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1. Egypt and Ethiopia Reach Deal on Nile River Dispute (NPR, July 2020) This article reports on a deal between Ethiopia and Egypt to resolve a decades-long dispute over the usage of the Nile river. The deal establishes a unified approach to the management of the river and allows for the construction of the Grand Ethiopian Renaissance Dam, a massive hydropower project. It also includes provisions for a binding agreement on the rules and regulations for the use of the river’s water. 2. The Nile River: A Natural Wonder Of The World (National Geographic, May 2018) This article provides an overview of the Nile River, including its geography, history and impact on the people and cultures living near its banks. It also explores the river’s importance to the region, its environmental challenges and the efforts to protect and preserve it. 3. How Ancient Egypt Depended on the Nile (History.com, April 2020) This article examines how ancient Egyptians relied on the Nile River for their survival. It explores how the river was used for transportation, how its annual floods provided fertile soil for farming and how it was used for irrigation, fishing and other everyday activities. 4. Video: The Nile:

When the sun beats down with anger - 10,000 Birds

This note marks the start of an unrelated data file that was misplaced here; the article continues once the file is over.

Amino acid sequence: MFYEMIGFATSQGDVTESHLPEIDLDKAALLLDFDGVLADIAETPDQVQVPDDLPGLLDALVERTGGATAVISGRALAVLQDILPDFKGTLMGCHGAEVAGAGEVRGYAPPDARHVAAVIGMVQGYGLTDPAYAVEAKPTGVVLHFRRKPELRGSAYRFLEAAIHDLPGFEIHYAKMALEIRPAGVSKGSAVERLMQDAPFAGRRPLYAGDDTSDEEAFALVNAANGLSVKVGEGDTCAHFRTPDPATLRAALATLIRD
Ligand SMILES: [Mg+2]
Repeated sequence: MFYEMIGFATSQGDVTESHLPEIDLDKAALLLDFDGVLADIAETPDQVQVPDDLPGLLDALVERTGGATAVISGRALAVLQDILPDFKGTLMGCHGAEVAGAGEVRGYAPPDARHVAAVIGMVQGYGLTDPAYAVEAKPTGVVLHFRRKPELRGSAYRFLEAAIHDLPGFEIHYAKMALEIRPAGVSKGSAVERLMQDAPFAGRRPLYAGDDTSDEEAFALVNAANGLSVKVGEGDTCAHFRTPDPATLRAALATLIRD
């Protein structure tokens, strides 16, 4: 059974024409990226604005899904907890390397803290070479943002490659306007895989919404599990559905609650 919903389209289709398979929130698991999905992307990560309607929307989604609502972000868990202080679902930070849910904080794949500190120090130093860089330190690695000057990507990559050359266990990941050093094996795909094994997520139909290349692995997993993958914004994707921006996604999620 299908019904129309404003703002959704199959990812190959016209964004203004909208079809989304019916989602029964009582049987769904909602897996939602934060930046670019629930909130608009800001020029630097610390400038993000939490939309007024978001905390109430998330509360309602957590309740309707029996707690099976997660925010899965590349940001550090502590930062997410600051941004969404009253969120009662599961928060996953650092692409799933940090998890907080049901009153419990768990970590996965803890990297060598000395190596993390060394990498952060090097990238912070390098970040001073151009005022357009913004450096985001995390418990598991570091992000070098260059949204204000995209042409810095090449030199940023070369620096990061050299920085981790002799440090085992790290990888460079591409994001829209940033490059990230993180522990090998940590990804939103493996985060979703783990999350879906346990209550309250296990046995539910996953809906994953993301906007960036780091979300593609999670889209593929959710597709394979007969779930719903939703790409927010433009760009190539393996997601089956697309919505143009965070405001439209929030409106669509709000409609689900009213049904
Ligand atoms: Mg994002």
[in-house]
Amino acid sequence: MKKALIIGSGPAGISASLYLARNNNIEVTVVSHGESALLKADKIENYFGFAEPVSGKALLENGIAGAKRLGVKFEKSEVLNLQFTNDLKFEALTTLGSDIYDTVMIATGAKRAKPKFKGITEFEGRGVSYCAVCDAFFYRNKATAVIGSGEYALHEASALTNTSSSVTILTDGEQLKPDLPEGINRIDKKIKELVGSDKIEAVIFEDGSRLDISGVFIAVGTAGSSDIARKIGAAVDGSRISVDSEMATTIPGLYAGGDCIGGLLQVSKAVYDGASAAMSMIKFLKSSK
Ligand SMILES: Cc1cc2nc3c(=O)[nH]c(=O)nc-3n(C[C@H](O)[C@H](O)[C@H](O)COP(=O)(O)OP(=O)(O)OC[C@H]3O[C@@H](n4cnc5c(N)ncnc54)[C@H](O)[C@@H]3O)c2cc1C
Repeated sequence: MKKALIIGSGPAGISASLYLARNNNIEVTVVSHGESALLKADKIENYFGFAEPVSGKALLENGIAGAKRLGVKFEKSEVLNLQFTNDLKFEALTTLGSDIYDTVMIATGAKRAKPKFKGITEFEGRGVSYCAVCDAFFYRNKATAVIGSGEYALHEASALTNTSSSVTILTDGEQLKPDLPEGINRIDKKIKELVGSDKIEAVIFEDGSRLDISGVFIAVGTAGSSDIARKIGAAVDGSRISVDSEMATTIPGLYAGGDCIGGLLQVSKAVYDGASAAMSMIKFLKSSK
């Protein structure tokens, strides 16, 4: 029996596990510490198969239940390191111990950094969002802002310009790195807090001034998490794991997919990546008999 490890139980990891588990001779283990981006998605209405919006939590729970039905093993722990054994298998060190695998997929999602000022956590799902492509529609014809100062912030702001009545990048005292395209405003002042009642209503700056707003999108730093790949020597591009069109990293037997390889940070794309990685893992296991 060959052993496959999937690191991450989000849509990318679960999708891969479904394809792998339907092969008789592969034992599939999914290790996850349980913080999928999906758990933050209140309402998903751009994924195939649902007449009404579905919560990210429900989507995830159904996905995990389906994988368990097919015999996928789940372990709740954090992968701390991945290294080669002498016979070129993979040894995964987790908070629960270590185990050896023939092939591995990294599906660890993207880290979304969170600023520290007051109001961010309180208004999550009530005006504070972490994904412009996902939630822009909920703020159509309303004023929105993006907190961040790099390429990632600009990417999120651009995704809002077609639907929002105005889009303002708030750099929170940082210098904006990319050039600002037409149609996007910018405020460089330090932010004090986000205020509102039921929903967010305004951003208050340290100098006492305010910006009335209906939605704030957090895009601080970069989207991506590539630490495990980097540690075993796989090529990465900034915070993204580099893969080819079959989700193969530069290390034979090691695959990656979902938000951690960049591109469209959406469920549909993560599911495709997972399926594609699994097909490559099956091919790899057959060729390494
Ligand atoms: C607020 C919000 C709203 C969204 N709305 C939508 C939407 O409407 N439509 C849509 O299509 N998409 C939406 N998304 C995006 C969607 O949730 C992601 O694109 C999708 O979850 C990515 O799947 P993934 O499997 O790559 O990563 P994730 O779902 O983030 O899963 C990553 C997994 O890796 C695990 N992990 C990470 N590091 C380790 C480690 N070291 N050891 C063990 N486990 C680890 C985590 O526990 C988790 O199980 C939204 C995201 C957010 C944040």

The outside temperature in the shade reads 47 degrees Celsius and I’m about to enter a hide to photograph birds. At times like these, I question my sanity. But I keep coming back for more. It was only two weeks ago that I was on a bleak moor on Shetland and now I wish that I had the cool temperatures, the cloud and the rain that I had moaned about then. This is central Spain instead, and I am well into the worst time of year for birds. For three months, often more, temperatures here are in the forties Celsius and there is no rain. The ground is parched, the plants are yellow and dry and many birds are clearing out. Many of the Black Kites now heading south are juveniles. The clean plumage and scaly pattern on the back are diagnostic Already in the Strait of Gibraltar, to the south, the Black Kites Milvus migrans, are leaving south for Africa. These are the Iberian populations. They were the first to arrive, in February and early March, so as to make the most of the mild temperatures and the food supply which becomes available with the rains. They time breeding so that the chicks are fledged before the height of the dry season. Now, they head for south of the Sahara to catch the rains in the Sahel. Black Kites, and many other Iberian birds, spend their lives tracking the rains on either side of the Sahara Desert. This makes the idea of spring-summer-autumn-winter redundant. Instead, much of central and southern Iberia experiences an intense hot and dry season, from June to September, and a wet season. The onset of the rains is highly variable. Where I live, in Gibraltar, it may start some time in September but some years it may be after Christmas. The pattern in the past few years has been for the rains to arrive late. Adult Black Kites have just finished breeding and their plumage is abraded Many Black Kites are in moult while on migration. Note the new tail feathers sprouting in this individual giving the effect of a “double tail” Time to go. Black Kites heading south for Africa What do birds do during the dry summer? Many, like the Black Kites, migrate. They simply leave the area altogether. Other species are tied down. Poor flyers, such as Red-legged Partridges Alectoris rufa, simply hold out as best they can. Many will die during this worst time of the year. Drying river beds and other ephemeral water bodies are the only sources of relief. That is why I’m in a hide, close to a small water body. It may be unbearably hot and uncomfortable but it gives me an opportunity to photograph birds in these difficult circumstances. Time to learn fast. Red-legged Partridge brings her newly-born young to water Slightly older juvenile Red-legged Partridges are quick to learn. Photograph courtesy Stewart Finlayson Juvenile Goldfinches Carduelis carduelis coming down to drink Many species need to drink. Here is a Common Kestrel Falco tinnunculus Little Ringed Plover Charadrius dubius enjoying a good soak Juvenile Crested Lark Galerida cristata panting to cool down. Photo courtesy Stewart Finlayson Magpie Pica pica trying to keep cool. Photo courtesy Geraldine Finlayson Juvenile Crested Lark spreading itself out to lose heat. Photo courtesy Stewart Finlayson I often read claims of trans-Saharan migrants overwintering in Iberia. Most are mistakes by those who try to understand Iberia in the classic spring-summer-autumn-winter manner. The Victorian naturalist Abel Chapman, describing Doñana, called it a little piece of Africa in Europe. That could equally apply to much of the south of the peninsula. It has a wet and a dry season and the birds move accordingly. The White Storks Ciconia Ciconia, which are now leaving with the kites, start returning in October – it is their “spring”. The Barn Swallows Hirundo rustica are back in January – they’re not wintering birds, they are back for their “spring”. Great Spotted Cuckoos Clamator glandarius start coming back from October, having left in July and August. The return of birds to Iberia varies, depending on their food requirements. For the Woodchat Shrikes Lanius senator it is not until March and for the Roller Coracias garrulus it is April. But they all have one thing in common, come July it is time to leave. Roller. Among the birds heading south now Juvenile Woodchat Shrike also heading for Africa during this and next month